Seattle City Council members were served more data and opinions Wednesday as they continued to chew over a tax on large corporations and a plan to borrow money for coronavirus emergency assistance.
The tax on companies with annual payrolls over $7 million would apply not only to traditional employers but also to gig-economy businesses, such as Uber, a council central staff analyst said during a budget committee meeting held remotely. Compensation paid to independent contractors, like Uber drivers, would, for the purposes of the tax, be treated like wages paid to employees, analyst Tom Mikesell said.
But franchises, such as McDonald’s, could avoid the 1.3% payroll tax championed by Councilmembers Kshama Sawant and Tammy Morales, because each location would be treated as a separate business, Mikesell said during the council’s second committee meeting on the proposal.
The central staff, which provides nonpartisan analysis for all nine council members, has estimated the tax could raise $500 million a year. Under the Sawant-Morales plan, the money would initially be used for emergency relief, then to build affordable housing and carry out green-building upgrades.
Mayor Jenny Durkan has criticized Sawant and Morales for selling their proposal as a coronavirus measure, because the tax could take effect immediately but wouldn’t be collected right away. Their plan to send $200 million in cash assistance to 100,000 households this year would require Seattle to initially borrow that money from existing sources, such as funds associated with the city’s housing, education, transportation and library property-tax levies and its parks property-tax district.
The city would use the big-business tax to repay those funds later on, with interest, after putting together a system to collect the money. The mayor has described the move as risky and, in an interview with KING 5 last week, she said about the Sawant-Morales plan: “There is no scenario under which people would receive checks this year. That never is going to happen, and I think it’s irresponsible for anyone to say that that’s even possible.”
The loans could be made without eliminating or delaying projects the property-tax funds are earmarked for, another council central staff analyst said Wednesday.
Not all the money that flows into the funds gets spent right away; the city expects the funds to close out this year with a collective balance of more than $300 million, analyst Dan Eder said. The city regularly loans money between its funds, though $200 million would be an unusually large sum, Eder said.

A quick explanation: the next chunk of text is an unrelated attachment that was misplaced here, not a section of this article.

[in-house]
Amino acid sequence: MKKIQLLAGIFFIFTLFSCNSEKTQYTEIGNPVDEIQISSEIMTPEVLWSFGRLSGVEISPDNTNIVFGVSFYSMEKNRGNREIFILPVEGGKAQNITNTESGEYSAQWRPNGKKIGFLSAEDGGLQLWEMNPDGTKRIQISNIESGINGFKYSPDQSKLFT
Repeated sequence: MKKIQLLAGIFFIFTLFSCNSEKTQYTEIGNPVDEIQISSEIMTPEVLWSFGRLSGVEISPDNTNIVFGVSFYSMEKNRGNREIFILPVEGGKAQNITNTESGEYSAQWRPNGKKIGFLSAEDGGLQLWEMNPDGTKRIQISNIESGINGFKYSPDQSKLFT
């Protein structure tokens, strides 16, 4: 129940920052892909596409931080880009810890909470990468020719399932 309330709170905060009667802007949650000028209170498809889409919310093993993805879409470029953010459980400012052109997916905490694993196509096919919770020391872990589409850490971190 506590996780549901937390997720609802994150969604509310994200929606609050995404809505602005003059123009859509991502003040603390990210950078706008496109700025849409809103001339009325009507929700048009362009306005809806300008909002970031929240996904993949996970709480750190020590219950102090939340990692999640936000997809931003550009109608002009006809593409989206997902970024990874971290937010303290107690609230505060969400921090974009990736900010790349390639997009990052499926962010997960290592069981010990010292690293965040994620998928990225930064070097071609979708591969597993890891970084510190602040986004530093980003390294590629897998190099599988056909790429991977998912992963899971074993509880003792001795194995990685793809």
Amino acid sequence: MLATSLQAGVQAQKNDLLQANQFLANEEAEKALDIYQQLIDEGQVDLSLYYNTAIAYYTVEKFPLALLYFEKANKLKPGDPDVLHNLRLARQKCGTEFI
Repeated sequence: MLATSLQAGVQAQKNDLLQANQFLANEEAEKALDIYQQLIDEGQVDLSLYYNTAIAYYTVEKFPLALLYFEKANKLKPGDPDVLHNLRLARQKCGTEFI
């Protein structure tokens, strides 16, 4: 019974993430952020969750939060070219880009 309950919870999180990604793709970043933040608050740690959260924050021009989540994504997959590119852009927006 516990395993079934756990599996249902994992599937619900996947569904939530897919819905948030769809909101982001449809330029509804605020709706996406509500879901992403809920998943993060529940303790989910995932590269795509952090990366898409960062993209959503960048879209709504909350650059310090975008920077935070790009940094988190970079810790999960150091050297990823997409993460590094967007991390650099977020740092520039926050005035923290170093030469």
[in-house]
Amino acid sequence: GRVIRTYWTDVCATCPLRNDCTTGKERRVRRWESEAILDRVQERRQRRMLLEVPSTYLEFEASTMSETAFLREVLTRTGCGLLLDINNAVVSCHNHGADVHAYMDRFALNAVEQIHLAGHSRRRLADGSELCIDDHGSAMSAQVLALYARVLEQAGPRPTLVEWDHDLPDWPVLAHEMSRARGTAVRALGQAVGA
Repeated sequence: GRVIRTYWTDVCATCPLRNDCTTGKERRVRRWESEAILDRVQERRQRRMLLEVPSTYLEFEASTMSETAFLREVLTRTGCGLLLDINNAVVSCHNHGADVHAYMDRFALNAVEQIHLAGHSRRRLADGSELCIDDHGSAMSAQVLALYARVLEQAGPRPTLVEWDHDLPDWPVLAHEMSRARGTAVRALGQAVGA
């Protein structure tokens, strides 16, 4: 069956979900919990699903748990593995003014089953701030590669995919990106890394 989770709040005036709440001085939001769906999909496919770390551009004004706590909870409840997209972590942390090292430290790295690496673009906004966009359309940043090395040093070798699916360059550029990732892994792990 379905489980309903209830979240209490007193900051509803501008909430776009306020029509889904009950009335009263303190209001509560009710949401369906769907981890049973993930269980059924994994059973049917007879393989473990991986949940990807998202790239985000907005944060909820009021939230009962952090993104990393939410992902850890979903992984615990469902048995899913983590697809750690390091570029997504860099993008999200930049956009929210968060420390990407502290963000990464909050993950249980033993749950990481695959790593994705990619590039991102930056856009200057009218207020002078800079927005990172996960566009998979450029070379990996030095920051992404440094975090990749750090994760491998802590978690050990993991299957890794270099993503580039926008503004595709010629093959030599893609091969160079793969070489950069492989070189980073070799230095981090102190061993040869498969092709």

The economic crisis brought on by coronavirus-related business closures is carving a hole in the city’s budget, which relies on existing business and sales taxes. Seattle could collect $300 million less revenue than expected this year, and the levy funds that Sawant and Morales want to borrow from could be needed to help plug that gap, Durkan’s budget director said last week.
Proponents and opponents are organizing to lobby the council. “When somebody says it will not happen … that’s our cue to make it happen,” the Rev. Angela Ying, pastor at Bethany United Church of Christ, said during an online rally with Sawant before the meeting, referring to Durkan’s remarks.
Ying and a number of other religious leaders have signed a letter backing the tax, contending Seattle’s largest companies can afford to help working people, while many business leaders and other opponents have signed a letter against the proposal, arguing the measure could discourage hiring and drive companies away. Both sides are circulating petitions online.
Sawant has called her proposal an “Amazon tax,” though the tax could apply to about 800 companies. Foes have labeled the measure a “tax on jobs.”
“Large and small businesses coexist as part of the same ecosystem,” restaurant owner Taylor Hoang said during the council’s public comment session Wednesday, arguing a “ripple effect” caused by the new tax would hurt small businesses already hit hard by the coronavirus crisis.
“This isn’t a tax on jobs. It’s a tax that creates green jobs,” North Seattle resident Brent McFarlane said in response. Some of the money would be spent to install solar panels and electric heat.
The council won’t discuss the tax again until May 13, but less-public conversations are bound to continue, likely with Durkan and Councilmember Teresa Mosqueda in leading roles. Because the Sawant-Morales proposal is emergency legislation, the mayor has absolute veto power. Mosqueda chairs the council’s budget committee and has signaled interest in negotiating some changes in order to secure coronavirus relief.
She invited several panelists to share perspectives on the coronavirus crisis Wednesday, including a supermarket worker, a homeless services worker and an immigrant-rights advocate. They said people who were marginalized and struggling before the pandemic are even more desperate now.
The proposed tax also got a boost from Molly Moon, whose popular ice cream shops have been shuttered along with other businesses. She described the measure as a “a pretty good” start, while urging proponents to stop using “divisive language” that could alienate people who work for tech giants.
Moon’s payroll is under $7 million, so her business wouldn’t be taxed. “I have always believed that businesses and folks who make a lot of money need to pay to help our community be a wonderful place,” she said. “We also want our customers not to leave Seattle, but I think there’s a way to do all of this.”
Editor’s note: While The Seattle Times as a corporation likely would be affected by the proposed tax, and its editorial board has commented on it, The Times’ news coverage remains independent.